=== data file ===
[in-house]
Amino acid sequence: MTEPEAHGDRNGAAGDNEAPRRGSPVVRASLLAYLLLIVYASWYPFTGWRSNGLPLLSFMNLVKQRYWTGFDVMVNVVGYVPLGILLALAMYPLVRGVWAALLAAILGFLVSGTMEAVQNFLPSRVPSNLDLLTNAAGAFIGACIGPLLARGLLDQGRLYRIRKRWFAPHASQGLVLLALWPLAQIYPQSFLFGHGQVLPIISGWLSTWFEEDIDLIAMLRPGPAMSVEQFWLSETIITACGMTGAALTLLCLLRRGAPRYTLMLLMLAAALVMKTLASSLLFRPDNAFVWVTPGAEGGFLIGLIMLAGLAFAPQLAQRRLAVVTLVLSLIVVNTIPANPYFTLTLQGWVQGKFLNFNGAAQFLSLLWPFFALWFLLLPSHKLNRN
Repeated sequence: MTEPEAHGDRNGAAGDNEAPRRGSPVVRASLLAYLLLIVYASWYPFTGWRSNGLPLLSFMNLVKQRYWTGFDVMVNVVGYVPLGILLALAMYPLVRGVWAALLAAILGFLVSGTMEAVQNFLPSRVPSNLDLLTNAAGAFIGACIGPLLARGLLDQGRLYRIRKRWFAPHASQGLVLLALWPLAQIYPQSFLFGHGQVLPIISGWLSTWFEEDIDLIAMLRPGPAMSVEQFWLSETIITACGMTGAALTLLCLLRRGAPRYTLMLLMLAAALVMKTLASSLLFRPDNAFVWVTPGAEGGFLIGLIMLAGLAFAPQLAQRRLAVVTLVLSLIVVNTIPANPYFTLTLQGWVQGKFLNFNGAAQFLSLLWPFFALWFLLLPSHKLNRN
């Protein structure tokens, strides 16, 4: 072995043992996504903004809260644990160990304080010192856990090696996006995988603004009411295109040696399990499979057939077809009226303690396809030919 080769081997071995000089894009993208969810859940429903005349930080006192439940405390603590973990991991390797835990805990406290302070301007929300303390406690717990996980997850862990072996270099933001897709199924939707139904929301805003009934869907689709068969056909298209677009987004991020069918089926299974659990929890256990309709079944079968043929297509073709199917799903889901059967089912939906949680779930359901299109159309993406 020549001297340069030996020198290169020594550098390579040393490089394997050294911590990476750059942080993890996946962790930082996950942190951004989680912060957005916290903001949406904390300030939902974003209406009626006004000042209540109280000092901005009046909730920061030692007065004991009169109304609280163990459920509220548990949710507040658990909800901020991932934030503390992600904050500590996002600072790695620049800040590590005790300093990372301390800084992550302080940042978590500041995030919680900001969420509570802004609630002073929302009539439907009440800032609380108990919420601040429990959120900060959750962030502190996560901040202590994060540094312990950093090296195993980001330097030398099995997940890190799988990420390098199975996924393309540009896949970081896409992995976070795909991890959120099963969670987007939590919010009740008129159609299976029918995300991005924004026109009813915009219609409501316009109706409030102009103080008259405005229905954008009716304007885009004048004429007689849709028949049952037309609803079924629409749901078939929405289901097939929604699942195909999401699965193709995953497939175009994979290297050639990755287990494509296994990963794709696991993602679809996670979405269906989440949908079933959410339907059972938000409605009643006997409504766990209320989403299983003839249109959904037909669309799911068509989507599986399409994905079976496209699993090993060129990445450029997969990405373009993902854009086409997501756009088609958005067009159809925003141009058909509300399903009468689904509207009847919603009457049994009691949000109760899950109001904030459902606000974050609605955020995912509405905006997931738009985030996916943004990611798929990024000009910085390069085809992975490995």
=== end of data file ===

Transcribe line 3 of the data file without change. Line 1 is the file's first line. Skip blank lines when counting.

Repeated sequence: MTEPEAHGDRNGAAGDNEAPRRGSPVVRASLLAYLLLIVYASWYPFTGWRSNGLPLLSFMNLVKQRYWTGFDVMVNVVGYVPLGILLALAMYPLVRGVWAALLAAILGFLVSGTMEAVQNFLPSRVPSNLDLLTNAAGAFIGACIGPLLARGLLDQGRLYRIRKRWFAPHASQGLVLLALWPLAQIYPQSFLFGHGQVLPIISGWLSTWFEEDIDLIAMLRPGPAMSVEQFWLSETIITACGMTGAALTLLCLLRRGAPRYTLMLLMLAAALVMKTLASSLLFRPDNAFVWVTPGAEGGFLIGLIMLAGLAFAPQLAQRRLAVVTLVLSLIVVNTIPANPYFTLTLQGWVQGKFLNFNGAAQFLSLLWPFFALWFLLLPSHKLNRN